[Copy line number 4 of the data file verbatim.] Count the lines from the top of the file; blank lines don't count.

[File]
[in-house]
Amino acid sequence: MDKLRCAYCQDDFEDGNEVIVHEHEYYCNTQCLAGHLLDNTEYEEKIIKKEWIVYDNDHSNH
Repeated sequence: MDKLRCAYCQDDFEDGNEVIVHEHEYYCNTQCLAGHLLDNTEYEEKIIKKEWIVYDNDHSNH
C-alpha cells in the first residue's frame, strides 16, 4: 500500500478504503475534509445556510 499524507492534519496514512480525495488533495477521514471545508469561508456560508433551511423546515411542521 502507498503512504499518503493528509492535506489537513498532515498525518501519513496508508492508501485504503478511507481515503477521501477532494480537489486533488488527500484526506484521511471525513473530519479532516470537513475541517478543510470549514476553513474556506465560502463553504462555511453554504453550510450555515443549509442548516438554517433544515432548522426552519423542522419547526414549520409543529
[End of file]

C-alpha cells in the first residue's frame, strides 16, 4: 500500500478504503475534509445556510 499524507492534519496514512480525495488533495477521514471545508469561508456560508433551511423546515411542521 502507498503512504499518503493528509492535506489537513498532515498525518501519513496508508492508501485504503478511507481515503477521501477532494480537489486533488488527500484526506484521511471525513473530519479532516470537513475541517478543510470549514476553513474556506465560502463553504462555511453554504453550510450555515443549509442548516438554517433544515432548522426552519423542522419547526414549520409543529